Conklin, Edward Grant | The Organization and Cell-Lineage of the Ascidian Egg

  • First edition, first printing of a foundational work in embryology. This copy from the library of marine biologist Ernest William MacBride, who donated it to Imperial College Library, from which it was officially withdrawn. Rare in commerce.

    Though he considered a religious career, Edward Grant Conklin’s (1863-1952) “burning interest was in biology, and he decided to enter the graduate school at Johns Hopkins University. Johns Hopkins was an extraordinary place to obtain a graduate education in biology because it was a relatively new school with revolutionary plans to integrate the experimental method into American biology... During the summer of 1890, Conklin was at Woods Hole in search of suitable material for his doctoral dissertation. He chose the marine snail Crepidula and discovered that its eggs divide according to a fixed pattern of spiral cleavage, which enabled him to follow individual cells and their descendants to their final places in the tissues and organs of the larva. He had performed one of the first cell lineage analyses, which were the rage at Woods Hole for the next decade. This experience also launched a lifelong love of the Marine Biological Laboratory at Woods Hole, where Conklin subsequently spent almost every summer. After graduate school, as a faculty member at Northwestern University and at the University of Pennsylvania, Conklin extended his cell lineage studies to the embryos of other animals, including the ascidian Styela. This was to be his most important and indelible work. Conklin found that Styela eggs showed different pigments, which were localized in the cytoplasm and after fertilization segregated into the progenitor cells of different larval tissues. The most spectacular of these regions was the yellow crescent, or myoplasm, which was deposited in the tail muscle cells of the tadpole larva. Conklin had discovered a natural cell lineage marker. More importantly, he had demonstrated that the undivided egg, far from being a homogeneous mass of protoplasm, possesses a remarkable degree of cytoplasmic organization” (Society for Developmental Biology biography).

    The Swiss developmental biologist Walter Jakob Gehring would later describe the paper as a “milestone”, praising in particular its colour lithographs. “This article of 120 pages and 12 plates, including 5 color plates was published in the Journal of the Academy of Natural Sciences in Philadelphia which allowed him the use of colored plates, depicting among other things the yellow crescent, a fascinating structure in the Styeia embryo which still has kept some of its secrets. Originally I thought that Conklin had exaggerated he brilliance of the yellow crescent in his publication, but when I saw the crescent of Styeia for the first time through the microscope with my own eyes, I became convinced that Conklin's illustraions are completely accurate” (Gehring, “Precis of Edwin G. Conklin's JEZ article, ‘Mosaic Development in Ascidian Eggs’”, Journal of Experimental Zoology, vol. 301, no. 6, 2004).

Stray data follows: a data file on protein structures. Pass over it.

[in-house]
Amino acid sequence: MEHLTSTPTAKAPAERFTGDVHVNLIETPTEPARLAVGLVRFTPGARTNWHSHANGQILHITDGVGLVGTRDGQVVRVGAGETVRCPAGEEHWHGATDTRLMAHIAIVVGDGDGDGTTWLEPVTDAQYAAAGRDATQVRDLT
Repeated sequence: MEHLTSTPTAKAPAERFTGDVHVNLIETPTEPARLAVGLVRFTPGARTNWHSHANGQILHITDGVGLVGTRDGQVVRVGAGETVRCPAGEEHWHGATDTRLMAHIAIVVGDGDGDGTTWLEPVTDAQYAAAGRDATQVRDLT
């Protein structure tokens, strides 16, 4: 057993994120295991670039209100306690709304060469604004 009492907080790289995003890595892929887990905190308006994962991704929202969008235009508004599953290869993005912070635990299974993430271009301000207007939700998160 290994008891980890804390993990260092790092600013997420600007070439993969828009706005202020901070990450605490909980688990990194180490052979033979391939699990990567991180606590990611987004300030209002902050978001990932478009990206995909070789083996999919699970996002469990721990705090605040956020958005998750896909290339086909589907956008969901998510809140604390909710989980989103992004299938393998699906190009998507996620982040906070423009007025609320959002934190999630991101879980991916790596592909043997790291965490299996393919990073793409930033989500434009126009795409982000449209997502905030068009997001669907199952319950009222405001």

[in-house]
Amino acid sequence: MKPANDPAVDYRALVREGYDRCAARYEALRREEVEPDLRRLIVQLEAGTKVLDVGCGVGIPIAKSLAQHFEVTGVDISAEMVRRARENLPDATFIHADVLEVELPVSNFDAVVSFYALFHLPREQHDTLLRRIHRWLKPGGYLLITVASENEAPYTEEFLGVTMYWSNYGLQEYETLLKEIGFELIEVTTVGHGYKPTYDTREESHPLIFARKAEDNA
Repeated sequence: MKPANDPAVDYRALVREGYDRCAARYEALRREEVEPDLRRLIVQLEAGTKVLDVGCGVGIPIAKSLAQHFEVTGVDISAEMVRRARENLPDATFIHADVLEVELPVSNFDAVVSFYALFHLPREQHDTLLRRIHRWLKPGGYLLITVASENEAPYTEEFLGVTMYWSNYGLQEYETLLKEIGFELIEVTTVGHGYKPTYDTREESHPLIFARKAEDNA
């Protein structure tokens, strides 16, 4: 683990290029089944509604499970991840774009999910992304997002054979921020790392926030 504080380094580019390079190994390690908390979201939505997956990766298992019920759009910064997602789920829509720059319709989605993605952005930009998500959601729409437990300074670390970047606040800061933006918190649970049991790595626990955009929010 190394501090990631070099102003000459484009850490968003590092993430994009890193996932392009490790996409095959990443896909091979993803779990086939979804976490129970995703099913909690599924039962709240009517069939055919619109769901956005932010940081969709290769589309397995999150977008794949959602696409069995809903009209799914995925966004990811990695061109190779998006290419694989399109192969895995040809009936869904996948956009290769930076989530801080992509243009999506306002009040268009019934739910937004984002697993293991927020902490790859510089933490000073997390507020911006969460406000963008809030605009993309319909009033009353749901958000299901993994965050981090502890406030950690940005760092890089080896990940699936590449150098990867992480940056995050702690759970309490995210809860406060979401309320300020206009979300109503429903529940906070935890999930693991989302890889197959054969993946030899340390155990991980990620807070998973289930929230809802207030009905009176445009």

Conklin was also “A strong supporter of the Eugenics movement” and “a member of numerous societies dedicated to the ideology of purifying the Human race of unwanted and unfavorable elements. Conklin was a charter member of the Galton Society, which was formed in 1918 by Madison Grant, as well as being director of the American Eugenics Society from 1923 until 1930” (The Embryo Project Encyclopedia).

    The previous owner of this copy, Ernest William MacBride (1866-1940), spent most of his career as a professor of zoology at University College London and was one of the last professional biologists to support both the Lamarckian theory of evolution and the idea that embryological stages recapitulate a species’ evolutionary history. Like the author of this paper he was a prominent eugenicist, a supporter of forced sterilisation and of fascist dictatorships in Europe.

  • Philadelphia: Journal of the Academy of Natural Sciences, 1905.

    Folio. Blue cloth library binding, blue morocco title label to spine. 12 plates of which 5 are colour lithographs. Ownership signature of E. W. MacBride to the front free endpaper. Library call numbers to tail of spine in white, Imperial College Library bookplates, bar code ticket, and lending card to the front endpapers with withdrawn stamps, library ink stamps to both sides of the title leaf. Cloth scuffed and marked with some worn areas along the joints and at the ends of the spine, title page toned, occasional light spots and marks to contents. Very good condition.